BRISTOL, United Kingdom — Do modern humans owe their taste for milk and dairy products to diseases and famines thousands of years ago? Researchers say our ancestors were drinking milk long before a gene mutation that allows humans to tolerate lactose.
Their study adds that ancient humans would have been more likely to drink unfermented, high-lactose milk when their crops failed — exactly when they shouldn’t. Study authors found that genes that give people lactose tolerance were under more pressure from natural selection when there was more famine and disease.
They say drinking milk at a time of poor sanitation, disease, and famine led to death. Those without lactose tolerance would have been especially vulnerable. Eventually, many people who did not carry the gene mutation would have died before having children, pushing up the percentage of people with the gene mutation.
Many scientists thought that people are able to tolerate lactose in order to consume more milk and dairy, but the new findings dispute that. Most European adults can drink milk without any problems, but the same is not true for two-thirds of the world’s adults today — and almost everyone living 5,000 years ago.
People have been lactose intolerant for centuries
If people don’t digest lactose — which is a sugar — properly, it can cause cramps and diarrhea. The research team found a gene mutation which enables people to tolerate milk and dairy was not widespread until around 1000 B.C., although it was first detected between 4700 and 4600 B.C.
“Almost all babies produce lactase, but in the majority of people globally that production declines rapidly between weaning and adolescence. However, a genetic trait called lactase persistence has evolved multiple times over the last 10,000 years and spread in various milk-drinking populations in Europe, central and southern Asia, the Middle East and Africa,” Smith continues.
“Today, around one third of adults in the world are lactase persistent.”
Ancient pottery sheds light on the history of milk
The team, led by University of Bristol and University College London researchers, says milk and dairy tolerance became so widespread because of natural selection. However, the process that caused this to happen has been unclear.
For the study, the team mapped patterns of milk use over the last 9,000 years, probed UK Biobank data about living Brits, and combined ancient DNA, radiocarbon, and archaeological data using new computer models. They assembled a huge database of almost 7,000 organic animal fat residues from more than 13,000 pieces of pottery from 554 archaeological sites to work out where and when people started drinking milk.
Researchers say milk was a common ingredient in prehistoric Europe, but its use rose and fell at different times.
Study authors assembled a database focusing on the presence or absence of the gene mutation that allows people to tolerate lactose. To do this, they used published ancient DNA sequences from more than 1,700 prehistoric European and Asian people. The mutation first appeared around 5,000 years ago. By 3,000 years ago, it was more widespread. Today, it is very common to have the gene mutation.
Next, they used statistics to work out how well changes in milk use through time explain the fact people became tolerant of milk and dairy. They found no relationship, even though they were able to show they could detect the link, if it existed.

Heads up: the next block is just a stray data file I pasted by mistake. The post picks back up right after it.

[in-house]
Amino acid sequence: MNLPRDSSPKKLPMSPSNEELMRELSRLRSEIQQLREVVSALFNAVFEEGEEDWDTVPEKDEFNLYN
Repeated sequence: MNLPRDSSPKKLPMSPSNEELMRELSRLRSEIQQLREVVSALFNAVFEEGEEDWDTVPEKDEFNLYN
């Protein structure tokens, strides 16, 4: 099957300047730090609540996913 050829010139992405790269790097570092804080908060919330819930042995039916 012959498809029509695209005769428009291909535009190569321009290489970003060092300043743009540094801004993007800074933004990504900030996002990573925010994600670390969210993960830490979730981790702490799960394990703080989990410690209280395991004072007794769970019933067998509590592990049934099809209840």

The surprising finding challenged the long-held view that people built up a tolerance as they ate and drank more dairy and milk. Facts and figures about 300,000 living Brits showed almost no difference in the amount of milk consumed by people with genes which suggest they are tolerant to the drink and those who are not.
Evolution kept people from dying from drinking milk
Drinking milk caused some discomfort but did not have short or long-term negative health effects on people who are lactose intolerant, according to the team.
“Our findings show milk use was widespread in Europe for at least 9,000 years, and healthy humans, even those who are not lactase persistent, could happily consume milk without getting ill,” Prof. Smith says.
“However, drinking milk in lactase non-persistent individuals does lead to a high concentration of lactose in the intestine, which can draw fluid into the colon, and dehydration can result when this is combined with diarrheal disease.”
“If you are healthy and lactase non-persistent, and you drink lots of milk, you may experience some discomfort, but you not going to die of it. However, if you are severely malnourished and have diarrhea, then you’ve got life-threatening problems. When their crops failed, prehistoric people would have been more likely to consume unfermented high-lactose milk – exactly when they shouldn’t.”
“Our study demonstrates how, in later prehistory, as populations and settlement sizes grew, human health would have been increasingly impacted by poor sanitation and increasing diarrheal diseases, especially those of animal origin,” the research team adds.
“Under these conditions consuming milk would have resulted in increasing death rates, with individuals lacking lactase persistence being especially vulnerable. This situation would have been further exacerbated under famine conditions, when disease and malnutrition rates are increased. This would lead to individuals who did not carry a copy of the lactase persistence gene variant being more likely to die before or during their reproductive years, which would push the population prevalence of lactase persistence up.”
“It seems the same factors that influence human mortality today drove the evolution of this amazing gene through prehistory,” study authors conclude.
The findings are published in the journal Nature.
South West News Service writer Gwyn Wright contributed to this report.